What Licenses Make Sense (To Me)

The ccMixter experience has been interesting in terms of CC licensing. What follows is a summation of my personal views, even though I am under contract with CC these views do not represent anything remotely like official statements from CC.


There are two reasons to put music in the Commons: (1) it’s good for culture and (2) it’s good for your career.

(2) doesn’t matter that much if you’re already some kind of big famous celebrity, but if no one knows who you are you need a reason for people to listen to your music. Giving your music away in as many different contexts as possible is key to that. Besides showing a very basic respect for your (potential) audience, you simply can’t afford to mute the sound on your non-existent career before it gets started.

If your music is worth stealing then it’s already stolen. Get over it. If your music isn’t worth stealing then what harm, exactly, is there in giving it away?

CC Licenses

I am officially off the Sampling family of licenses. Maybe if you’re a rock star like the Beasties or Chuck D and you’re really nervous about releasing tracks into the Commons this is a good baby step. But if you’re up and coming and you want to get your music out there these licenses are just too restrictive, especially when it comes to syncing the music to film and getting your tunes into advertising. It’s also highly questionable if straight-up mash-ups are even covered in this license because the remix has to be ‘highly transformative.’ Club mixes are completely forbidden. Personally I’m going to ignore the Sampling licenses for my own use.

I have grave reservations about ShareAlike. While promoters of this license claim it forces open licensing into more places I would claim anything that prevents someone from using my music is having the opposite effect. I don’t ever want to hear “I’d play/remix/sync your song but I don’t want to re-license my work as foo-bar-ShareAlike.” As I stated recently, SA does not affect podcasters, broadcasters and other collections but as a remixer it could have (and has in the case of Mixter) chilling effect on what licenses can be mixed together in sampled/remixed works. That’s enough for me to take a pass on SA.

The only place SA makes total sense (am I’m being at least half serious) is when an RIAA/MPAA entity is interested in your work. Then I would stick it to them and make them go with a SA. Someday, I should be in this situation.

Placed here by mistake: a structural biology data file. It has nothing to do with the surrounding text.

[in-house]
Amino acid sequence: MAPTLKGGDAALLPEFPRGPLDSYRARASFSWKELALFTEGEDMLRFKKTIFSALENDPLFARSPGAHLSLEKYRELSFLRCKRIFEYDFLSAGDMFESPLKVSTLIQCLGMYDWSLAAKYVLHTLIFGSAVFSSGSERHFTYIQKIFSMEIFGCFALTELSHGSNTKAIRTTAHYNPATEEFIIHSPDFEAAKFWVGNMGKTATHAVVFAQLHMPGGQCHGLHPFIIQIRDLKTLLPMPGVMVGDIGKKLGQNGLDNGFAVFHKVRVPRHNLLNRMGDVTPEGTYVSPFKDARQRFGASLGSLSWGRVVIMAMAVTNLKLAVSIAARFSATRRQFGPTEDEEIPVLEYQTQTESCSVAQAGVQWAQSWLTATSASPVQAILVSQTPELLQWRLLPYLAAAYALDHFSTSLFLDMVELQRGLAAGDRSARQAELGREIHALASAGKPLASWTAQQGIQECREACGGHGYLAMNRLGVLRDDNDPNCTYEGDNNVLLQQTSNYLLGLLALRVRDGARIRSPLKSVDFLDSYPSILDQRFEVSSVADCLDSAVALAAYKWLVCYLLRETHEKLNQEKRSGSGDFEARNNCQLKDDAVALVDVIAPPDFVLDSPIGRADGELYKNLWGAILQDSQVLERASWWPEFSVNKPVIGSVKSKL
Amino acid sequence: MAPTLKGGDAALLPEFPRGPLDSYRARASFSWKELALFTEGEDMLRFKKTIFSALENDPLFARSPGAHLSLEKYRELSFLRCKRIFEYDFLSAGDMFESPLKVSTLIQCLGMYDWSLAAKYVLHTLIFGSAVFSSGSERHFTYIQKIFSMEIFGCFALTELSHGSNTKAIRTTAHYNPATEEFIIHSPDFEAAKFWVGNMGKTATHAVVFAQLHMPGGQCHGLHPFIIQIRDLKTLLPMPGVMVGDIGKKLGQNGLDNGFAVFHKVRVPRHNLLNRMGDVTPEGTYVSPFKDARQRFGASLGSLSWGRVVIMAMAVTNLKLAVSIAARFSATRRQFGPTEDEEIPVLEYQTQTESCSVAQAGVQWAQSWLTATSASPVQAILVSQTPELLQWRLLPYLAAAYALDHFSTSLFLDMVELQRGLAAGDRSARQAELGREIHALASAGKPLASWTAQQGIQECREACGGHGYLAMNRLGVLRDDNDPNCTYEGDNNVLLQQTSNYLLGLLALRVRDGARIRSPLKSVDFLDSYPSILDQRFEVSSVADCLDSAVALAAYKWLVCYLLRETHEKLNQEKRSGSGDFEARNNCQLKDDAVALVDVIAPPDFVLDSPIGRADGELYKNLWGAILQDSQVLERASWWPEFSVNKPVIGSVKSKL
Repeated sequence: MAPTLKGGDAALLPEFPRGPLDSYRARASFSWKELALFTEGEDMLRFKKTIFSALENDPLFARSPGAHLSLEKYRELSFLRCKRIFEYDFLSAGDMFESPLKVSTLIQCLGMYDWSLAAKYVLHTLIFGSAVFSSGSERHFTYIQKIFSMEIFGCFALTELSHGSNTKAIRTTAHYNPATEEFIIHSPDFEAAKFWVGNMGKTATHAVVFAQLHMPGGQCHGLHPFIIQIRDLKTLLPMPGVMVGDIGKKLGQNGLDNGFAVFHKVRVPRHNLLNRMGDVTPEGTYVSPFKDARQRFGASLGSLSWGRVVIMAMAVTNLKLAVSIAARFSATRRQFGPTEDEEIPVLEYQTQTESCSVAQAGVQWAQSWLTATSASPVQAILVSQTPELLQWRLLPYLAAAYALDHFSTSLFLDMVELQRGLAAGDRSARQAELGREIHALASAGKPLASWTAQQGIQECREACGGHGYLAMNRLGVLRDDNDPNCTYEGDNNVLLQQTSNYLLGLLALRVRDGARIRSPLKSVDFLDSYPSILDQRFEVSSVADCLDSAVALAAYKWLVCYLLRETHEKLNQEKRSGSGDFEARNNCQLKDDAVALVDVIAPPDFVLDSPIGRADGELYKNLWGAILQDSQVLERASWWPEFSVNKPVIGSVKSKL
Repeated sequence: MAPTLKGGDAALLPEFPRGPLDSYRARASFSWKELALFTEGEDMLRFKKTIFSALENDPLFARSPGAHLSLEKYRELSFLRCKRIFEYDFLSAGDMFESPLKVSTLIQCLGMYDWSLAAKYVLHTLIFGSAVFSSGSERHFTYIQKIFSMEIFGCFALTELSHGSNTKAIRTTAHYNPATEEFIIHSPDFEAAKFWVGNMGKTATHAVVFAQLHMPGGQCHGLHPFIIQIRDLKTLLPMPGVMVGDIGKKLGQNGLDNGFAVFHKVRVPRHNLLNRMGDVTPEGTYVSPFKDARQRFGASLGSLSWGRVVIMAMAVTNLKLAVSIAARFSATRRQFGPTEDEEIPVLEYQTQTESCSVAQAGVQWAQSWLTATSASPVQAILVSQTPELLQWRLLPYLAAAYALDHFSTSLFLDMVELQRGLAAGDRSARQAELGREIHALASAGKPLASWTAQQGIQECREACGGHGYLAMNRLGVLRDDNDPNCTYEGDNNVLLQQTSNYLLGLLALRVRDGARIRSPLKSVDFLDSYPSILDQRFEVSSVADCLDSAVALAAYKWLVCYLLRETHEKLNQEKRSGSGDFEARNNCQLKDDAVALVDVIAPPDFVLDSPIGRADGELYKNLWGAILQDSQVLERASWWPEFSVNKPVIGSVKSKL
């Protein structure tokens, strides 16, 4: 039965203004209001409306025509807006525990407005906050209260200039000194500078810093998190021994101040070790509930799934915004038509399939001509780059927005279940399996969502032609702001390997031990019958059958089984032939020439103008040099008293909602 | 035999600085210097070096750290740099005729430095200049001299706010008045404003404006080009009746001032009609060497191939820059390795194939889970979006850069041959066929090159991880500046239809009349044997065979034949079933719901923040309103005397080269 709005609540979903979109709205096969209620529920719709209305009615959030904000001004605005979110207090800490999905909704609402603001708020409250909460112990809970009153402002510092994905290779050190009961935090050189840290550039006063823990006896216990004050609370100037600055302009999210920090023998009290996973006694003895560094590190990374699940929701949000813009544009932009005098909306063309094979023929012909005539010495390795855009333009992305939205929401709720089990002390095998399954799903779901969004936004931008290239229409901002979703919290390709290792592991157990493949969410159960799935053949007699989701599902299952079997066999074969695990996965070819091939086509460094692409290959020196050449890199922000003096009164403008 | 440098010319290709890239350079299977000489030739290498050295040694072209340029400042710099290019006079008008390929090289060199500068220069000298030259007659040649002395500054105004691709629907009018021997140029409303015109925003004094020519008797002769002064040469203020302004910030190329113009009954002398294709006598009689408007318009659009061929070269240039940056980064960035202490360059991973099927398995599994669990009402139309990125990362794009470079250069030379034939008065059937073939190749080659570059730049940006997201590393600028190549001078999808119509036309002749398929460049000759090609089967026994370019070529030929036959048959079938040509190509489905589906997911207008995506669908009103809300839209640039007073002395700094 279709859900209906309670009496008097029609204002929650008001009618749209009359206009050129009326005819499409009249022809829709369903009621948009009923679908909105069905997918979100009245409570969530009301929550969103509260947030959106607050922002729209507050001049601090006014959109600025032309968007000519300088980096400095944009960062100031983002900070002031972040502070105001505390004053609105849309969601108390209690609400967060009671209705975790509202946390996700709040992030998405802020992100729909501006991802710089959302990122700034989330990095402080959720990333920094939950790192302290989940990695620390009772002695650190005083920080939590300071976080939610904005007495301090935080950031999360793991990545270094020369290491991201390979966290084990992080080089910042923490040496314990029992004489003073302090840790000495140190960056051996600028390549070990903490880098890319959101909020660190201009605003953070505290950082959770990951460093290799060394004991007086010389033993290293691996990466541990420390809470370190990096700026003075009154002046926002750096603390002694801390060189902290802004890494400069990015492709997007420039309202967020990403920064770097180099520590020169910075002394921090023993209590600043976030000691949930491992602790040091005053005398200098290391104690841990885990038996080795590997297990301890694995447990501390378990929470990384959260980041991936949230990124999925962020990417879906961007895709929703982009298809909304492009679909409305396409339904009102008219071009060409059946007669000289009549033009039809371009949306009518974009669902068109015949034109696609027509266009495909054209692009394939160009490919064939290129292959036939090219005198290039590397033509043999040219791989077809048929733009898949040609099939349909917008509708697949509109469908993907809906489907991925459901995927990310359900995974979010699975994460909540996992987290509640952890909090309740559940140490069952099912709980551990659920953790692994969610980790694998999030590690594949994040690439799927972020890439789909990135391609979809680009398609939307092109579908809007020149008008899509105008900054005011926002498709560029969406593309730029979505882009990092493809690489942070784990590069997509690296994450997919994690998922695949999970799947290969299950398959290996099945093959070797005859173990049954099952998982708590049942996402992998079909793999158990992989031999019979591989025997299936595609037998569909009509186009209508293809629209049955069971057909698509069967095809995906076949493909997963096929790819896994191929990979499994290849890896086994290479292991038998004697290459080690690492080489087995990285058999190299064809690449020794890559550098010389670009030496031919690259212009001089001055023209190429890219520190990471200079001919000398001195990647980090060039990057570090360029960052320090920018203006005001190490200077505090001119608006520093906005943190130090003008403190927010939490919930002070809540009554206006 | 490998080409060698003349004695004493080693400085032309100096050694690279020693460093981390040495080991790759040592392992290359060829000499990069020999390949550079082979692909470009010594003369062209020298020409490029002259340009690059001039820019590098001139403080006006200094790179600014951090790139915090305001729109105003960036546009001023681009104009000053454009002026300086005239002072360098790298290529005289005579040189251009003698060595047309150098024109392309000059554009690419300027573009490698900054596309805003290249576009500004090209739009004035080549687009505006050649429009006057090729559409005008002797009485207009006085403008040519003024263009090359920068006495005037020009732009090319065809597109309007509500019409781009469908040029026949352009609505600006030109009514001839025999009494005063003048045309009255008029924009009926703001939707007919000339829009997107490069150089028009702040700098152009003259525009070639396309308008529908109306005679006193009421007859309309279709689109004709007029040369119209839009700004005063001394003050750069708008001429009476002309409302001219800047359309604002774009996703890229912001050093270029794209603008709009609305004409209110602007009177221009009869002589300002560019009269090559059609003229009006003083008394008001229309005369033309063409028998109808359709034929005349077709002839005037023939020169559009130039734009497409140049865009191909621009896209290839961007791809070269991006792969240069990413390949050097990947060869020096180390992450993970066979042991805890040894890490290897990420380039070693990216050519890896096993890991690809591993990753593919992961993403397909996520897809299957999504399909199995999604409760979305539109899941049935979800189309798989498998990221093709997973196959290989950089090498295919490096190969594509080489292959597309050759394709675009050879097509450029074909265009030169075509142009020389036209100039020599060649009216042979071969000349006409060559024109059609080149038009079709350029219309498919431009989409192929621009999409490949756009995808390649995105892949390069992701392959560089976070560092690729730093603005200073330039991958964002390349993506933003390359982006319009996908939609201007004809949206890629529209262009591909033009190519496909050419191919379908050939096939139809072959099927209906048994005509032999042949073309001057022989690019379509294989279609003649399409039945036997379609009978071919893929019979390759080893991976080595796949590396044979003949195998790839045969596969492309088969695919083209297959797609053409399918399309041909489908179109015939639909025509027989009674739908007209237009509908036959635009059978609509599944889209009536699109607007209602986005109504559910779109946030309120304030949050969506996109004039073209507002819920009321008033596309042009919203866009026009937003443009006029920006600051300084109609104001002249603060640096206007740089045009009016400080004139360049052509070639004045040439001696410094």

NonDerivs means people can’t remix my material without asking permission. This seems counter to the larger point of putting music in the Commons in both the cultural sense (if all art is built on some thing else, why prevent that?) and in the “good for my career” sense (you want to get your music OUT THERE, no? why allow file sharing and not remixing?)

That leaves NonCommercial. Despite some recent hand wringing about the meaning of the term “non commercial” this means what common sense tells you: “money in exchange for music.”

NC does not mean “a piece of donations received at my church picnic where copies of my CD were handed out” or “a cut of the Amazon partner program take because you have a link to Amazon and my MP3 on your site.”

No. Stop that.

It means “money in exchange for music” and new license verbiage is going to make that explicit. In which case I kind of like this license. It accepts the reality of people who steal music without persecuting people who honestly can’t afford it; all the while encouraging film makers, art installations and remixers who have zero budget and who would otherwise pass on my music completely.

If you’re really making money selling my music then yea, I’d like a cut. If you refuse I’ll probably say OK anyway but either way, I guess I’d like to be notified you’re doing it. So NC works for me where I might give a shit about money.

Finally Attribution (aka BY) has actually been tricky because if I license a sample pack to remixers am I really asking for attribution because you used my open hi-hat sample? This is especially hideous on a sites like Mixter, OpSound, FreeSound where there are 1000s of samples. Do I really have to attribute each artist for each stupid micron of reverb coming off the synth patch? The answer is: the version 2.5 of BY allows for simple collective attribution. That means I just say ‘samples from ccMixter.org’ some where near my remix or collection of remixes. I can live with that.

So the answer for me is: